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Friday, March 23, 2007

Housing: Subprime Machine and Impact on Communities

by Calculated Risk on 3/23/2007 12:31:00 PM

From the NYTimes: The Subprime Loan Machine. This story describes the rise of automated underwriting; both the benefits and the pitfalls.

“Automated underwriting put the credit score on such a pedestal that it obscured the other important things, like is the income actually there,” said Professor Retsinas of Harvard. “Before there was A.U., down payment mattered a lot. Where we’ve crossed the line in recent years is to say, we don’t need down payment.”
This article is very good, but Tanta notes that it doesn't mention Nicolas Retsinas previously "served as Assistant Secretary for Housing-Federal Housing Commissioner at the United States Department of Housing and Urban Development, and as Director of the Office of Thrift Supervision."

The following two articles look at the impact of the housing bust on communities (hat tip: Wayne):

From the NY Times: Foreclosures Force Suburbs to Fight Blight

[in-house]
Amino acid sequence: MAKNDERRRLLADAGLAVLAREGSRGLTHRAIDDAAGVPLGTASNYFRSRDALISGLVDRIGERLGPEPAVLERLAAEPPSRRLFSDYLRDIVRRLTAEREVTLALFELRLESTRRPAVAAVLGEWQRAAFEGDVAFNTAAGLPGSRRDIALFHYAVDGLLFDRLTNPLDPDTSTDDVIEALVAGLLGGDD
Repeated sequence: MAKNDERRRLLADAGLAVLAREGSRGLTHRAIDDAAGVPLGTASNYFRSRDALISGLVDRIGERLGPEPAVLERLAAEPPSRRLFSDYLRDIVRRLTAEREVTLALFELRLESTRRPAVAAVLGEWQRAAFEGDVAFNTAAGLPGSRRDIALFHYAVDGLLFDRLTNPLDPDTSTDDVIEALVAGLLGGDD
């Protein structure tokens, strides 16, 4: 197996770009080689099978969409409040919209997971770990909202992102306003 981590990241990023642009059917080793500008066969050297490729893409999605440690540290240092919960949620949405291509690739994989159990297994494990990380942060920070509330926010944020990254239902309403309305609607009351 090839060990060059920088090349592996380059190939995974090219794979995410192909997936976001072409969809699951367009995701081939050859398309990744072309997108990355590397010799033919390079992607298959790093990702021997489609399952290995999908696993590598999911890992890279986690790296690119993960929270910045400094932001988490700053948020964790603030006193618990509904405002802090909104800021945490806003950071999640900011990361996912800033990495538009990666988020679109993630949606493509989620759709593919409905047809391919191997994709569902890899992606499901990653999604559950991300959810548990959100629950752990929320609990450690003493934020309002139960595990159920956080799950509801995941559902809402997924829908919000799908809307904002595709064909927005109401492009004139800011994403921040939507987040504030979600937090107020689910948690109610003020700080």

“It’s a tragedy and it’s just beginning,” Mayor Judith H. Rawson of Shaker Heights, a mostly affluent suburb, said of the evictions and vacancies, a problem fueled by a rapid increase in high-interest, subprime loans.

“All those shaky loans are out there, and the foreclosures are coming,” Ms. Rawson said. “Managing the damage to our communities will take years.”
From the Charlotte Observer: Failed mortgages fly under the radar
An Observer analysis of county records found 35 Mecklenburg developments of low-priced homes built in the past decade with foreclosure rates of 20 percent or higher. Dozens of residents say the concentrations have damaged their communities. Prices fell. Renters moved in. Crime sometimes rose.